“You can see the mountains in the background, the Tucson Mountains. You can see the Catalinas, the Rincon Mountains,” Schlaefli said.
From this perch, we could see pretty far across the district. We had maps in front of us, but we almost didn’t need them. She explained what all we were looking at to me.
“They're the O’odham peas that they grow every winter. They're yellow now because they're drying out. They're going to be harvesting them soon,” she said.
She said part of Father Kino’s legacy is getting the word out about Tucson to other Spanish settlers. He thought there was enough water here that it could potentially become a metropolis, like Mexico City.
She said while this area might have looked lush to other desert dwellers, it really wasn’t.
“God, I would compare that to Cities of Gold,” Schlaefli said. “And then it encourages a lot more people to end up moving here.”
The promise of water brought more settlers and with more settlers came more government. By the late 1800s, the U.S. government signed the Dawes Act into law to break up tribal lands and give portions of it to homesteaders.
It was also designed to force Native Americans to assimilate, by offering them allotments of land to farm if they agreed to the arrangement. The government ultimately gave the Tohono O’odham smaller cuts of the land they already lived on.
And the land allotments went to families, not communities.
On a map, Schlaefli pointed out the allotments, all of which were along the river.
“It's where the water is, where the resources are, the mining operation that's south of there,” she said. “So, there was strategy around trying to take this land in this particular spot because this is where geologically, there's volcanic rocks underground, and the water gets held back.”
Again, the Tohono O’odham knew how to manage water in the desert. The settlers used water like they had in the greener places they’d come from, not recognizing it as finite.
“You had people start putting reservoirs on the river downstream, and cutting deeper ditches,” Schlaefli said. “Folks created these ditches, and then when big monsoons came, it just cut that spill all the way back.”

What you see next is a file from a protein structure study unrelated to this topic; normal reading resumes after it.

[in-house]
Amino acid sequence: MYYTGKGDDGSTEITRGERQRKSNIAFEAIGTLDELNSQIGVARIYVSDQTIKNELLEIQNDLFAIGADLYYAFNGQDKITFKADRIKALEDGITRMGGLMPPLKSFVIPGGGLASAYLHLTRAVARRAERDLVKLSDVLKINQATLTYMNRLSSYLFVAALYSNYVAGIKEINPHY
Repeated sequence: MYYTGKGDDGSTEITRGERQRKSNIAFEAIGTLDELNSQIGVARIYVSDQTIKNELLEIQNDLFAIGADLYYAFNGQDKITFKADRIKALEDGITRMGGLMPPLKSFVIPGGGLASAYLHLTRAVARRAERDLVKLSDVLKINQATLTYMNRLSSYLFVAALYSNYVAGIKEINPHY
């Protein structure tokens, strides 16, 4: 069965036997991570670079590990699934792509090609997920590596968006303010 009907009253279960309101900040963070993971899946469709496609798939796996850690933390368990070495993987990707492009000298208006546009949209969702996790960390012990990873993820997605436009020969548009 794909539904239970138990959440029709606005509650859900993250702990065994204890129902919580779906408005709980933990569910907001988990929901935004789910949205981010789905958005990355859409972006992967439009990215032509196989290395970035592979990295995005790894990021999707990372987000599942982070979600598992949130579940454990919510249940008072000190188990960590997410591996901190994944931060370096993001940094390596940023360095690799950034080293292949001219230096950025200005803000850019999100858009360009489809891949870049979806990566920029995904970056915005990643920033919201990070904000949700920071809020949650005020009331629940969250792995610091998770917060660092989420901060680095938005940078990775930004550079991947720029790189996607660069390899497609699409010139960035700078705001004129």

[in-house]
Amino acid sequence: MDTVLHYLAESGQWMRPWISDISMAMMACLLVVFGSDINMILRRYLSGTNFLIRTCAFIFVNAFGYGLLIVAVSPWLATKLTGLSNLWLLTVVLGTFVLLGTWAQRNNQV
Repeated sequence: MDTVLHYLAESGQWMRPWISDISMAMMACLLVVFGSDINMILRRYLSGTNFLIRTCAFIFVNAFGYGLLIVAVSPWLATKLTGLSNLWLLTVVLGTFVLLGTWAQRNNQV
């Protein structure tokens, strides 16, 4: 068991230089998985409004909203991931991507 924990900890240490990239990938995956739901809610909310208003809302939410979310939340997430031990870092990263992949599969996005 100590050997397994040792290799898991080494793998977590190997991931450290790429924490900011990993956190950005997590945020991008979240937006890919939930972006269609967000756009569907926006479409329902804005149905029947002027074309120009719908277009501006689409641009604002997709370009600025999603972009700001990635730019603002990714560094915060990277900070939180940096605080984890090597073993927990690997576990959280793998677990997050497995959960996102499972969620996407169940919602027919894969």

She explained what happened in a picture of a 30-foot drop of topsoil that was lost to the river. It’s a dusty wall that almost looks like the side of a canyon, with brittle rocks of all sizes lining it, as if they just fell off.
“When that happens, the water table drops, right because what now water can't be held in this soil,” she said.
Settlers kept digging wells and introduced water intensive crops, like pecans.
“There wasn't enough groundwater to come to the surface in San Xavier,” Schlaefli said.
The flow of water stopped.
“Farming essentially ceased,” she said.
Jacelle Ramon-Sauberan drove me out to a quiet spot near the Santa Cruz River. There were tall trees, making archways and providing shade from the strong sun.
“Where we're at is actually our riparian area. This is our Hikdan,” she said.
It’s a restoration area in the San Xavier District.
“I actually got lucky because I was actually wanting this to be open for us and magically it is.”
Some elders in the community, like Ramon-Sauberan’s grandma, remember coming to play in the water here as kids, until it dried up in the 1940s.
“I can't even fathom how she's like, ‘Yeah, we used to play in it. And it had all these lush trees,’” she said.
As dry as it is here now, it’s not as bad as it was in the middle of the 20th Century. That’s because tribal members pushed back.
The Tohono O’odham sued for water rights in the 70s, and former Congressman Morris Udall came back with a bill that would guarantee them those rights.
“This is the single most important thing for the whole future of businessmen, working families, everybody in Southern Arizona,” Udall said.
That bill – the Southern Arizona Water Rights Settlement Act – was passed in 1982. And you can see the result of it right at the Hikdan.
“It's kind of funny because this is what I'm writing about right now, for my dissertation, and I was working on it last night,” Ramon-Sauberan said.
She said the lawsuit and the bill were crucial to bringing some water back.
“We were pretty much making a stance and saying what you did is not right, and we want you to understand that, and we want you to pay for the damages and the loss that you have caused us,” she said.
The new law gave San Xavier a cut of Colorado River water through the Central Arizona Project.
Then in the 90s, when Ramon-Sauberan was a child, the Tohono O’odham Nation planted trees and dug a trench to move water around the Wa:k Hikdan.